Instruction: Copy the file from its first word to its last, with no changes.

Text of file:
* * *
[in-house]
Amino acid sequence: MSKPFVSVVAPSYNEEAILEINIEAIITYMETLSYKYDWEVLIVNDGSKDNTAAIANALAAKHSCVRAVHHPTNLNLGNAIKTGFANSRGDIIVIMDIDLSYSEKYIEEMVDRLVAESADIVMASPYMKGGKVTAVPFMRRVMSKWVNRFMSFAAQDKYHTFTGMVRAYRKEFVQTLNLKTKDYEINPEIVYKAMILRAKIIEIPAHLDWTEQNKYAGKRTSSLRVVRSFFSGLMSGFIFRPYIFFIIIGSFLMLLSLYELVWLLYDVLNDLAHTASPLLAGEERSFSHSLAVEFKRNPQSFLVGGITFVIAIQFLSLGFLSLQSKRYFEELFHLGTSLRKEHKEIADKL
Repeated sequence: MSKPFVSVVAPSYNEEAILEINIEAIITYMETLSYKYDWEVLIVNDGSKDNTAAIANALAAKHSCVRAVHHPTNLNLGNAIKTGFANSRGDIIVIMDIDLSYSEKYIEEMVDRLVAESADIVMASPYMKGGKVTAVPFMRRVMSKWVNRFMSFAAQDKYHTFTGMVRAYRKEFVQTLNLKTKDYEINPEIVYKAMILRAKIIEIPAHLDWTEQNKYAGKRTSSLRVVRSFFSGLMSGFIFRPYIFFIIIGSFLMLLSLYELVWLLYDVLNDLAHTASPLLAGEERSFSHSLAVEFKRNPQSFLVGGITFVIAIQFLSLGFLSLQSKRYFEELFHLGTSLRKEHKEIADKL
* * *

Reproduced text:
[in-house]
Amino acid sequence: MSKPFVSVVAPSYNEEAILEINIEAIITYMETLSYKYDWEVLIVNDGSKDNTAAIANALAAKHSCVRAVHHPTNLNLGNAIKTGFANSRGDIIVIMDIDLSYSEKYIEEMVDRLVAESADIVMASPYMKGGKVTAVPFMRRVMSKWVNRFMSFAAQDKYHTFTGMVRAYRKEFVQTLNLKTKDYEINPEIVYKAMILRAKIIEIPAHLDWTEQNKYAGKRTSSLRVVRSFFSGLMSGFIFRPYIFFIIIGSFLMLLSLYELVWLLYDVLNDLAHTASPLLAGEERSFSHSLAVEFKRNPQSFLVGGITFVIAIQFLSLGFLSLQSKRYFEELFHLGTSLRKEHKEIADKL
Repeated sequence: MSKPFVSVVAPSYNEEAILEINIEAIITYMETLSYKYDWEVLIVNDGSKDNTAAIANALAAKHSCVRAVHHPTNLNLGNAIKTGFANSRGDIIVIMDIDLSYSEKYIEEMVDRLVAESADIVMASPYMKGGKVTAVPFMRRVMSKWVNRFMSFAAQDKYHTFTGMVRAYRKEFVQTLNLKTKDYEINPEIVYKAMILRAKIIEIPAHLDWTEQNKYAGKRTSSLRVVRSFFSGLMSGFIFRPYIFFIIIGSFLMLLSLYELVWLLYDVLNDLAHTASPLLAGEERSFSHSLAVEFKRNPQSFLVGGITFVIAIQFLSLGFLSLQSKRYFEELFHLGTSLRKEHKEIADKL